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Salomon's hands-free water bottle gloves for runners

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August 29, 2012

The Sense Hydro S Lab straps a 250-ml flask of water to your wrist

The Sense Hydro S Lab straps a 250-ml flask of water to your wrist

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It seems that the problem of carrying water is really nagging runners. At least it's nagging manufacturers that want to sell new gear to runners. The numerous running-specific hydration packs and belts already on the market are being joined by alternatives like the Kenmark Armband Water Bottle and now these water-lugging "gloves" from Salomon.

Salomon wagers that it isn't the weight or feel of a water bottle in hand that hinders runners, but the muscle function involved in wrapping your fingers around it and holding it. The recently announced Sense Hydro S-Lab Set is a fancy way of saying "water bottle gloves." We call them gloves, but they're really more like wrist straps that hold included 250-ml (8.5 oz.) soft-sided bottles on your hands. They come in a pair, so you can carry a full 500 ml (16.9 oz) of water with you, assuming you don't mind having one on each hand. The water bottles can roll up as you drink, preventing sloshing and cutting down on size. Salomon also mentions that you can use 150-ml (5 oz) bottles.

Salomon claims that by not having to actively hold the water bottles, you save energy and focus for the run ahead. We're not entirely sure how much energy you really expend on holding a bottle, but when you're on a long, hot, exhausting run, every little bit may just help.

To make a pair of Sense Hydro S-Labs more than a one-trick pony, Salomon includes a terry cloth back, good for wiping perspiration from your brow. The palm is mesh, and an elastic band secures it to your wrist.

The Sense Hydro S-Lab Set will be available within the next few months for around US$40.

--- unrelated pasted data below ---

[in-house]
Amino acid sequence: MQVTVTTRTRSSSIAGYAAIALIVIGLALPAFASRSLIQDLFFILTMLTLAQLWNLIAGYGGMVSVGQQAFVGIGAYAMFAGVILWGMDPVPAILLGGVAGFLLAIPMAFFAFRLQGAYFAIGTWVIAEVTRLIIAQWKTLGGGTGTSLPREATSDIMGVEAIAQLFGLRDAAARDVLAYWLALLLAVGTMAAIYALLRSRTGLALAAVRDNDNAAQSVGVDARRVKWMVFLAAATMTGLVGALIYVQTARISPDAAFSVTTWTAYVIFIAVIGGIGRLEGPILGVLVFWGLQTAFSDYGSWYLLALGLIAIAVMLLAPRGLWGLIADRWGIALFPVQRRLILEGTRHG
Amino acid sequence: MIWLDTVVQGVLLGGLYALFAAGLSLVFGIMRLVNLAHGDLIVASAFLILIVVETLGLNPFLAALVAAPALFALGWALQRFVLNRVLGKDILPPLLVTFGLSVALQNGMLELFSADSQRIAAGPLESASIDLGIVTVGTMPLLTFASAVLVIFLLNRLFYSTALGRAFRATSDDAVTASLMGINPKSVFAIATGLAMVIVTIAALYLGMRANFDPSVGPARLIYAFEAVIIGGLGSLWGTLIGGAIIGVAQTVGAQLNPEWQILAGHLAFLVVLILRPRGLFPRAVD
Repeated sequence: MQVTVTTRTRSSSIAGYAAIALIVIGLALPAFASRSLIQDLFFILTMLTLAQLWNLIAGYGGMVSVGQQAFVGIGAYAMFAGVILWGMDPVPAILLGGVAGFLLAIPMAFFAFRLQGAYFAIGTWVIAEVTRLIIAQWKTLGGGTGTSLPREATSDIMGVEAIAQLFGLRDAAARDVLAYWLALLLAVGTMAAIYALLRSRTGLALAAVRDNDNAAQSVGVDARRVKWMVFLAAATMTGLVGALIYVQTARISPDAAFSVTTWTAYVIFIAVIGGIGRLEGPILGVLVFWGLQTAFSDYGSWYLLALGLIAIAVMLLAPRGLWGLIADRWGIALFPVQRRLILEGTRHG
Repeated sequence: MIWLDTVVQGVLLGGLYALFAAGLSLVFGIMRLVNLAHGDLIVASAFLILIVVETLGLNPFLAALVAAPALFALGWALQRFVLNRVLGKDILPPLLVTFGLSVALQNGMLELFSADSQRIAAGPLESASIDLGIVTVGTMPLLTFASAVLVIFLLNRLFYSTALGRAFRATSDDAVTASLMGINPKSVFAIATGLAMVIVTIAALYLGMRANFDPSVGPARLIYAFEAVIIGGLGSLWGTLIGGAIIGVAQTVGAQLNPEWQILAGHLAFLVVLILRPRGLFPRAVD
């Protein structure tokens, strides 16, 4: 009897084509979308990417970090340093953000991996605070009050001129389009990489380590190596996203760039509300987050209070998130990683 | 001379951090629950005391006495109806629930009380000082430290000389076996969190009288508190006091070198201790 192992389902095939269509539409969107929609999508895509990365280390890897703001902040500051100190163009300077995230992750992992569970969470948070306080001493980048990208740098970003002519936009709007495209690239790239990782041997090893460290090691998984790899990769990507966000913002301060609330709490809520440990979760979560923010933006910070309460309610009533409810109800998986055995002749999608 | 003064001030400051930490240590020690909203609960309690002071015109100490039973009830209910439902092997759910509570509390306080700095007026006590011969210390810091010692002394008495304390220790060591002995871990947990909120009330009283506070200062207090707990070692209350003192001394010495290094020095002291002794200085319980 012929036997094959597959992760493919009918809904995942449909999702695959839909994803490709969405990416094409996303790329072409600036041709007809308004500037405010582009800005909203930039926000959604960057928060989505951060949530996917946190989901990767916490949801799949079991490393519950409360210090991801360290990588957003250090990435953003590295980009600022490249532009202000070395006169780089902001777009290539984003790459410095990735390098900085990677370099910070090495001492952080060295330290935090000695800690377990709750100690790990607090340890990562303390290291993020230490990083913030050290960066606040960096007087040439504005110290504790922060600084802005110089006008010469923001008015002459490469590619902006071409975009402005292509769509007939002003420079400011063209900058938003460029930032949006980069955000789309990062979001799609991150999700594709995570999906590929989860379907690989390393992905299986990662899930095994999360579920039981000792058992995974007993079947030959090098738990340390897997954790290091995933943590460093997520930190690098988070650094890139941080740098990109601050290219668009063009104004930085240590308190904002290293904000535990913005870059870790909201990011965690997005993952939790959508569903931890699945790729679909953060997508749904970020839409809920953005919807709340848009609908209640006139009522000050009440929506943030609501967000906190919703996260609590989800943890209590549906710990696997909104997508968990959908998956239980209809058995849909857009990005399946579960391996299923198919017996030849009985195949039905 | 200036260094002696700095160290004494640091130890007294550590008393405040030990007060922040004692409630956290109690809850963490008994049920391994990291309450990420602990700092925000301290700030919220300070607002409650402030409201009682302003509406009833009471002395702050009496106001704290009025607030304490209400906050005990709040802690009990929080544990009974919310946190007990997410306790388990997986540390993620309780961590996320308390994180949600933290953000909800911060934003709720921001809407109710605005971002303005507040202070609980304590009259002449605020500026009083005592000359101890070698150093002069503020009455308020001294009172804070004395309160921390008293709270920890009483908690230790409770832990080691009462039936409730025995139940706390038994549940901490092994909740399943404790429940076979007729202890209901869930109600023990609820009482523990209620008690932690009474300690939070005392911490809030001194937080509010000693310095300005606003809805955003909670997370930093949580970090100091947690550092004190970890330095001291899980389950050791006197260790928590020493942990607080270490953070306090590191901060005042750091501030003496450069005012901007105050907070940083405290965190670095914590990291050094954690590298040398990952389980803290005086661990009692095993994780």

Source: Salomon via The GearCaster

About the Author
C.C. Weiss Upon graduating college with a poli sci degree, Chris toiled in the political world for several years. Realizing he was better off making cynical comments from afar than actually getting involved in all that mess, he turned away from matters of government and news to cover the things that really matter: outdoor recreation, cool cars, technology, wild gadgets and all forms of other toys. He's happily following the wisdom of his father who told him that if you find something you love to do, it won't really be work.   All articles by C.C. Weiss
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5 Comments

I run long and ultra distances regularly, the type of runs that would require you to bring your own water. I cannot think that this can be comfortable in the least. You should generally avoid having any weight whatsoever in your hands, especially if it's only the one hand due, to the impact it has on balance.

Though Solomons might be correct in saying it's the muscle function involved with holding it in your hand, I say buy a decent Cambelbak and avoid the issue all together!

Otiose
30th August, 2012 @ 01:28 am PDT

I orienteer. I've already got a compass on my thumb, a SportIdent RFID dibber on one finger, a map in my hand, a control description holder on my forearm, a Forerunner GPS watch on one wrist and a sweatband on the other. I'd also like to carry a small (250ml would be ideal) amount of water with me but camelbaks tend to be too heavy and awkward out in the forest.

I don't know that this would be the answer but I would be willing to swap out the sweatband and give it a go.

Arapito
30th August, 2012 @ 07:17 pm PDT

not sure, but I think a fuel belt would do the same thing....and your hands are free. I would never use something like this product. I run Ironmans and this would just be in my way.

Mark McGraw
2nd September, 2012 @ 05:07 pm PDT

Interesting concept, wondering if anyone's tried it yet?

BTW Mark - you don't "run Ironmans", you run 26.2.

thepenismightier
10th December, 2012 @ 04:48 pm PST

I run long distance, and generally prefer handhelds, though I do have both a Camelbak hydration pack and a small UltrAspire Race Vest which will carry a single bottle on the front.

I do find that gripping a full 500ml bottle is tiring, so I use a Camelbak Quick Grip, a kind of strap which holds the bottle in position in your hand.This allows the fingers and thumb to relax, and you don't lose the bottle if you take a tumble.

I'd like to take a look at these when they hit the (UK) shops, but first impressions are that they seem a little clumsy, especially as a pair, and are too small for me. I think it may be difficult to roll one bottle up when you have one on the other hand.

Dave Johnson
1st January, 2013 @ 11:33 am PST
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